Pater urbis et orbis. Les cortèges pontifi caux dans la Rome médiévale (VIIIe-XIVe siècles) digital
formato: Articolo | RIVISTA DI STORIA DELLA CHIESA IN ITALIA - 2009 - 1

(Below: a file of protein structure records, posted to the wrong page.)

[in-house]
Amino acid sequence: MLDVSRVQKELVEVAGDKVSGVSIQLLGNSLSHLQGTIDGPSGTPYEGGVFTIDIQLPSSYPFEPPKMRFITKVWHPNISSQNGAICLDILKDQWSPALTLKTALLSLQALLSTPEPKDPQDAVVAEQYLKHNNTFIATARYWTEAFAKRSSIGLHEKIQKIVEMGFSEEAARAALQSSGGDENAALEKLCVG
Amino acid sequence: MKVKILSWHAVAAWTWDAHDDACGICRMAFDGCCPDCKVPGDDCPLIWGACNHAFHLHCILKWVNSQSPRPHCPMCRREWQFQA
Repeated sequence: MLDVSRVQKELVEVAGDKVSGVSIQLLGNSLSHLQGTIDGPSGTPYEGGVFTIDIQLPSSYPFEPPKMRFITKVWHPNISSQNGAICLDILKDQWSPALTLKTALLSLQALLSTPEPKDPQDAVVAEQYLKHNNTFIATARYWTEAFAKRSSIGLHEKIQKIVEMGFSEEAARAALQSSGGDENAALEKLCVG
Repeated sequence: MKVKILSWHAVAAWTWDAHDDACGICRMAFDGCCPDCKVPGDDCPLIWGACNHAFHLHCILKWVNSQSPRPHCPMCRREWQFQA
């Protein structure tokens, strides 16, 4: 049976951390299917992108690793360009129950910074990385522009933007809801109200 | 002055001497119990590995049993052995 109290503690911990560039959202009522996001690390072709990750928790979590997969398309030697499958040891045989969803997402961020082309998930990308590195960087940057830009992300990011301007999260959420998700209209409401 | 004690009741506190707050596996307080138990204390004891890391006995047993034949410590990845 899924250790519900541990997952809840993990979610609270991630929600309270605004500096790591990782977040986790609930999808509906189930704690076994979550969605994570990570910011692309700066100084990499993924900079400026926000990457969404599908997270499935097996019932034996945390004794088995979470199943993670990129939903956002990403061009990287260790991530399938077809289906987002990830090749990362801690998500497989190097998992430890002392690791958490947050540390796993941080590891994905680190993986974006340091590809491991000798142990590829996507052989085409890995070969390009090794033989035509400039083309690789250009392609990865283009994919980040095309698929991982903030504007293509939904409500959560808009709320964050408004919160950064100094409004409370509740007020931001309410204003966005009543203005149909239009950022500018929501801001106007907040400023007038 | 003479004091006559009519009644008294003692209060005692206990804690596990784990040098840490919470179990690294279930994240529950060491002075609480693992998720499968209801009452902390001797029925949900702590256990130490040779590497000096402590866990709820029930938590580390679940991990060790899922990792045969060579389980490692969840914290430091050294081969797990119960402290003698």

From the 8th century at least and more over from the gregorian Popes, the organisation of processions in Rome takes a significant place in the political communication of medieval papacy. The pope recovered the antic imperial ceremonial and invested the urban space, especially between the Latran and the Vatican, to show his power as the spiritual father and the temporal master of the city and the world. He first took advantage from the movements linked to the stationnal liturgy, and extended the use of processions (usually on horses) for the day of the crowning and for the Advents, which implied to join spaces outside and inside the city, to organise a way across the decorated town, and to get the peaceful assistance of the clergy, the aristocrats and the population. From the middle of the 11th century and above all after 1304, the more numerous absences out of Rome caused important changes in the ceremonial and its meaning.